TL;DR: DDIDD will apply existing and develop new defenses against Distributed-Denial-of-Service attacks for operational DNS infrastructure, and make these tools available as open source.
Denial-of-Service (DoS) attacks and Distributed-Denial-of-Service (DDoS) attacks are a continuing problem—attackers Attackers employ spoofing, amplification, and the use of very large botnets. Their traffic can overwhelm even very well-provisioned services, as shown by the huge Mirai attacks on Dyn in 2016.
DNS is a critical service on the Internet that many other services depend on, and for DDIDD we are focused on better securing DNS infrastructure against DDoS attacks.
DDIDD proposes to develop and deploy a defense-in-depth approach to mitigate Distributed Denial-of-Service attacks for DNS servers. Consistent with NSF’s goal for making Research cyber-infrastructure more resilient, we seek to better protect operational DNS cyber infrastructure.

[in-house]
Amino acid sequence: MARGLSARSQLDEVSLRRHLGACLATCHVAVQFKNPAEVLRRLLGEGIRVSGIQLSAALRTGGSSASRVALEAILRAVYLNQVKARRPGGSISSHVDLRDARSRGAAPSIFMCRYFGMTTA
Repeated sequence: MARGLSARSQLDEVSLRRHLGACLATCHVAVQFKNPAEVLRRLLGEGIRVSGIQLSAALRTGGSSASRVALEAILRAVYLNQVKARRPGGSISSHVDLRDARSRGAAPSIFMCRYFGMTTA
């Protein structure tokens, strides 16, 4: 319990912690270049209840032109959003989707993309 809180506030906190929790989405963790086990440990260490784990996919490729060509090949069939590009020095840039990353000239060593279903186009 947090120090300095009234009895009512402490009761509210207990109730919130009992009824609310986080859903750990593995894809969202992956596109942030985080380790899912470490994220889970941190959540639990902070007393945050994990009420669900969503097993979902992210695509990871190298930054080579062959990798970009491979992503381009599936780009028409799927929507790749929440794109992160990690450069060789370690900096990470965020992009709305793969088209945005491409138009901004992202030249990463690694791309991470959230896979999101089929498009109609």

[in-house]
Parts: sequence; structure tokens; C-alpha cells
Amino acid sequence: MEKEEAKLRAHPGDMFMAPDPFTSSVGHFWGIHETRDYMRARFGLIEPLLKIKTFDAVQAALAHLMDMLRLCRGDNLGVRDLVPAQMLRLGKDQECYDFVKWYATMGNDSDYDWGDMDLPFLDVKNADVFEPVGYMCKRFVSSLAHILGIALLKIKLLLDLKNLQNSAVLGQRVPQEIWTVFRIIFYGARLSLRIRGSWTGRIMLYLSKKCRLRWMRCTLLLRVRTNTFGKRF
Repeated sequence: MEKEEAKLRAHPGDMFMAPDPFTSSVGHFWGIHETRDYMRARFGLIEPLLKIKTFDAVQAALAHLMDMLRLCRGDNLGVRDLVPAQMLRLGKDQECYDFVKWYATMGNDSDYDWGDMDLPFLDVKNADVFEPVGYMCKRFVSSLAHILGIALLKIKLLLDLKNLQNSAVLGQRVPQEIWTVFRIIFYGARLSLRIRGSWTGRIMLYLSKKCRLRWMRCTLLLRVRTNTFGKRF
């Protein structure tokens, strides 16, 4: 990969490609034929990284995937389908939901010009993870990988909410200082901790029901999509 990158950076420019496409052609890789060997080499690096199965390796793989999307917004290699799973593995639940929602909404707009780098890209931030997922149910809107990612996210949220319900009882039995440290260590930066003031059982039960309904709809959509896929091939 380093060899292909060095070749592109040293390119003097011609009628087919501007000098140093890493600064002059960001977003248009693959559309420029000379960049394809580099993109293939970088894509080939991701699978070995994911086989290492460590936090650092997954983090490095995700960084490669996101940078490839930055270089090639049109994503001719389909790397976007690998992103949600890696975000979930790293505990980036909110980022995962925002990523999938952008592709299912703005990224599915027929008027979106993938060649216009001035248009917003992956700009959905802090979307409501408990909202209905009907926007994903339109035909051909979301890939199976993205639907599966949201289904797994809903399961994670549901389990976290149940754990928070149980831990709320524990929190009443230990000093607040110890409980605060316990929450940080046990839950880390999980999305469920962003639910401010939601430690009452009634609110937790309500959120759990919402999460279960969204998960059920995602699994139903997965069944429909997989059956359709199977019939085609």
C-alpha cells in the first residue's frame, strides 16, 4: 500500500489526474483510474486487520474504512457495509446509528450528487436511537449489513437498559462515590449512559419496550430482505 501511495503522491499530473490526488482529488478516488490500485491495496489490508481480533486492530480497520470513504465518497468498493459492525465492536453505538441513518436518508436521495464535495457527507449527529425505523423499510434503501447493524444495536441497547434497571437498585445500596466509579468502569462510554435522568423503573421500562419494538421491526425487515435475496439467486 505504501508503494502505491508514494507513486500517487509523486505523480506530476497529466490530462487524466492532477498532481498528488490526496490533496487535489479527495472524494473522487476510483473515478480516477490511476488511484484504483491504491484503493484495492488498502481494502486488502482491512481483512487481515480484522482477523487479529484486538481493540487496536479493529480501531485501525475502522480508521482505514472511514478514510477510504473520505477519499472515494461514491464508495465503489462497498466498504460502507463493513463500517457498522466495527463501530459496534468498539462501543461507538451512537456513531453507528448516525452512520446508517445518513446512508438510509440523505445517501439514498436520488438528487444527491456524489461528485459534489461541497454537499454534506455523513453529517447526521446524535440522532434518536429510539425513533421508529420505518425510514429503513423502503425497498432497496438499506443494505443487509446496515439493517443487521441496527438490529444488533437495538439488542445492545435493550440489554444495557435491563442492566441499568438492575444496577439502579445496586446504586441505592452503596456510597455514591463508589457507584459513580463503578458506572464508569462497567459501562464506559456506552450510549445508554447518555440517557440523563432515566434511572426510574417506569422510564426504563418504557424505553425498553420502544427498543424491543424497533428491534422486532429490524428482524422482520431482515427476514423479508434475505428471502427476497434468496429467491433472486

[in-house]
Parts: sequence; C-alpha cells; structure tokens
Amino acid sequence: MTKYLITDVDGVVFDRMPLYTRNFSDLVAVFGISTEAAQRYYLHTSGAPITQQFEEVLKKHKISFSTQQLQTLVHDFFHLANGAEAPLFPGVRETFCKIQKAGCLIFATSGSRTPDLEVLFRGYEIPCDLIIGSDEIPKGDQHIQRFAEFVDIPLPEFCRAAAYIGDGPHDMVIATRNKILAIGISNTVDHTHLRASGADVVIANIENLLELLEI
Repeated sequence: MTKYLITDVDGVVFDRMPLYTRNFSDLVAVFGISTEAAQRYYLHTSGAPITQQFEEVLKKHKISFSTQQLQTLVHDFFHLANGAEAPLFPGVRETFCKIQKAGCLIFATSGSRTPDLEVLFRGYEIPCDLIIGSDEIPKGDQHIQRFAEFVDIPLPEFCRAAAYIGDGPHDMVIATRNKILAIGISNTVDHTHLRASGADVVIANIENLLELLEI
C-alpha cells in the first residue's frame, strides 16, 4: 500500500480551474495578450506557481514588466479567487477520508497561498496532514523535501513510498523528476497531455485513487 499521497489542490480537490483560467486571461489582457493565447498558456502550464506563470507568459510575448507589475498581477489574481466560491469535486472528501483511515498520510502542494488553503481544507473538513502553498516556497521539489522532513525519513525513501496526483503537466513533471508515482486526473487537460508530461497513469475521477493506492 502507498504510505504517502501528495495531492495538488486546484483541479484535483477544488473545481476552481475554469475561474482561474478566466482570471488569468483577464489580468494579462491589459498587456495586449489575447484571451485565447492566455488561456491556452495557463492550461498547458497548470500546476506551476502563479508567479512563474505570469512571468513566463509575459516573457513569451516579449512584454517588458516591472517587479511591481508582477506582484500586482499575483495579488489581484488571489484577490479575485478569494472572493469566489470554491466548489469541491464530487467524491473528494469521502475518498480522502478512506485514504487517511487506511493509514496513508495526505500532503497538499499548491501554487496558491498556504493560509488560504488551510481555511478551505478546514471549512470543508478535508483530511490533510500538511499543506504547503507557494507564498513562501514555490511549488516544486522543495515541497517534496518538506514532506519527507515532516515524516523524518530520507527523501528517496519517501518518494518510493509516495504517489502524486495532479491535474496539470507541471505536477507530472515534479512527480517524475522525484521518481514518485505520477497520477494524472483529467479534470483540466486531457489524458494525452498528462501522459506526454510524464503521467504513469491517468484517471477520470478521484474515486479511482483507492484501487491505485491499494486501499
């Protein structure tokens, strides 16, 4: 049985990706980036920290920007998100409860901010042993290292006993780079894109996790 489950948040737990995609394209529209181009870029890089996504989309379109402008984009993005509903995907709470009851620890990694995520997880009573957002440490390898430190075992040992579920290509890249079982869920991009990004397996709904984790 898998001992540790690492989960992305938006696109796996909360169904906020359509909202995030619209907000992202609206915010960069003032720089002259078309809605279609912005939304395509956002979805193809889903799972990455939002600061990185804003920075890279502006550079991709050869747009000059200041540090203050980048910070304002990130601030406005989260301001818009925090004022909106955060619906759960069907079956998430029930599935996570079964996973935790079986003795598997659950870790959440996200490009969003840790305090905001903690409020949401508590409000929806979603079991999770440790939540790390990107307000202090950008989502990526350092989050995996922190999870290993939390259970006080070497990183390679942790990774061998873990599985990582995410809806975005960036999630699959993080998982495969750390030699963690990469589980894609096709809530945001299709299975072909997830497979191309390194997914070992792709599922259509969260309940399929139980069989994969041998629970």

Our approach, Deep Layers, will integrate approaches to filter spoofed traffic, approaches to identify known-good traffic when possible, and adds a cloud-based scaling component to handle the largest attacks. These steps address an array of increasingly sophisticated attacks, ranging from those we see today to those that may be possible in the future. In the end, we hope to significantly increase the resilience of DNS servers to DDoS attacks.
We plan to deploy Deep Layers to protect critical infrastructure services, and to work with USC’s B-Root team as an initial case study. We will be making our resulting tools available to others as open source software.
DDIDD is supported by the NSF Directorate of Computer and Information Science and Engineering (CISE) as part of their Cybersecurity Innovation for Cyberinfrastructure (CICI) program as award number OAC-1739034.
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